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Why Did the Ancient Chimú Civilization Sacrifice Hundreds of Young Lives?

A mass sacrifice of children and llamas 550 years ago may have been a desperate attempt to appease the gods in the wake of heavy rain and flooding.

By Megan Schmidt
Feb 10, 2020 6:00 PMApr 18, 2020 9:28 PM
Chimu Remains - PLOS ONE
After the Chimú children were sacrificed, their remains were arranged in groups of three by chronological age, often resting on their backs or sides with their legs flexed. Children were placed facing northwest, toward the ocean. The llama bodies were placed on top of or next to them, facing east toward the Andes Mountains. (Credit: Prieto et al. 2019 PLoS ONE)


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The question haunts a seaside burial in northern Peru, where hundreds of remains from the largest-known mass child sacrifice in the Americas were found. The site, known as Huanchaquito-Las Llamas, dates back some 550 years to when the region was part of the Chimú Empire, which flourished between the 11th and 15th centuries.

Coastal Peru’s arid climate and salty soil helped preserve the bodies, retaining details that show some children had their faces painted with red cinnabar; others wore cotton headdresses. (Credit: John Verano)

The burial was hidden from sight until 2011, when locals discovered bones poking out of eroding sand. By the time excavations concluded in 2016, archaeologists had unearthed 137 children between the ages of 5 and 14, three adults and 200 animals believed to be young llamas — all sacrificed at about the same time.

The site sits just a thousand feet from the Pacific Ocean, next to a modern fishing community. The location is not far from Chan Chan, which, 550 years ago, was the ancient capital of the Chimú Empire and one of the largest cities in pre-Columbian America. (Credit: John Verano)

Many children’s remains were found with broken ribs and other injuries. Consistent cuts across the chests suggest an experienced hand made them, possibly to remove the hearts while the children were still alive. Cut marks on the llama bodies suggest their hearts were taken, too. 

Footprints made by a sandaled adult, the bare foot of a child, and a llama are among many preserved at the site, suggesting a procession. (Credit: Prieto et al. 2019 PLoS ONE)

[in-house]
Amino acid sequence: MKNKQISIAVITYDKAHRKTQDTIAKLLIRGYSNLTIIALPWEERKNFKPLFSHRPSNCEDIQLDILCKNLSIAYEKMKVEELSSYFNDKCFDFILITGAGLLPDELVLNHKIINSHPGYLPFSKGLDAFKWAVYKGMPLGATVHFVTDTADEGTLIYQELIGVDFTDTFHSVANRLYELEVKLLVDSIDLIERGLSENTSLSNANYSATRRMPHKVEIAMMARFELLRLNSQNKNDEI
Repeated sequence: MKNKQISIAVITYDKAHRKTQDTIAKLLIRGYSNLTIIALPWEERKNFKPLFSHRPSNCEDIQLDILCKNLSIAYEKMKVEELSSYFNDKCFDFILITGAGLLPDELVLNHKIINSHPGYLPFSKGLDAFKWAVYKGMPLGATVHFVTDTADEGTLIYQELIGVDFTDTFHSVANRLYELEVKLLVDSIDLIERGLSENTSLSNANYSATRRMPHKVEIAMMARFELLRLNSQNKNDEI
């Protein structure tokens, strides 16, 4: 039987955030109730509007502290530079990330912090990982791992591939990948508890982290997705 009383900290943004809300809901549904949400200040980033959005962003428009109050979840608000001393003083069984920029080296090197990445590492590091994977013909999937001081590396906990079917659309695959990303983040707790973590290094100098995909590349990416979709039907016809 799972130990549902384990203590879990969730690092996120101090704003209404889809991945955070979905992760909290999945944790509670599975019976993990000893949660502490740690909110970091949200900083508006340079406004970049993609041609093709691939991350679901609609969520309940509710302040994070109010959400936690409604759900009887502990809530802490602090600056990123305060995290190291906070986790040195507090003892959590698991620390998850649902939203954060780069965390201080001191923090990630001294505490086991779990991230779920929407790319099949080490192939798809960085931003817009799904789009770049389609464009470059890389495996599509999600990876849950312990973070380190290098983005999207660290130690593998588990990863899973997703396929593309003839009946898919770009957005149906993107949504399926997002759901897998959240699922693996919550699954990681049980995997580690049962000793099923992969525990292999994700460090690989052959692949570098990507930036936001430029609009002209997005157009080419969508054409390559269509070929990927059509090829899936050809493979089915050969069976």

Like some other pre-Columbian cultures, the Chimú practiced human and animal sacrifice. But this macabre find still caught archaeologists by surprise.

“I’ve been digging for 35 years on the north coast of Peru … We had no knowledge that the Chimú sacrificed children,” says John Verano, co-leader of the excavations and a biological anthropologist at Tulane University. “We also had no idea that they sacrificed people this way, by cutting the chest open.”

Read more: Unearthing Secrets of Human Sacrifice

Clues to what might have led to the sacrifice lie in the soil itself. A layer of mud at the site suggests the event happened after heavy rainfall. Desperate leaders may have hoped a large-scale killing would put a stop to devastating weather. 

Changing the skull’s natural shape was practiced in Chimú culture, serving as markers of group identity. Some children had modified skulls, which suggests they came from different regions within the Chimú civilization. “This is a very multi-ethnic, cosmopolitan group. They didn’t pick one particular population and draw their victims from it,” Verano says. (Credit: Prieto et al. 2019 PLoS ONE)

Since wrapping up excavations at Huanchaquito-Las Llamas, the team has uncovered additional burials of sacrificed Chimú children. Verano says they’ve dug up hundreds more remains so far, and it’s likely that more lie beneath the sand. 

“Every place we put a shovel in, we find a child sacrifice,” Verano says.

Llamas were important resources for the Chimú. But children were likely the most prized sacrifice that could be made to their gods. “Children, of course, were probably chosen because they are innocent, they are not adults yet,” says Verano. “If you’re offering children, you’re offering something that’s extremely valuable to you. I don’t think anyone ever sacrifices children lightly.” (Credit: Prieto et al. 2019 PLoS ONE)

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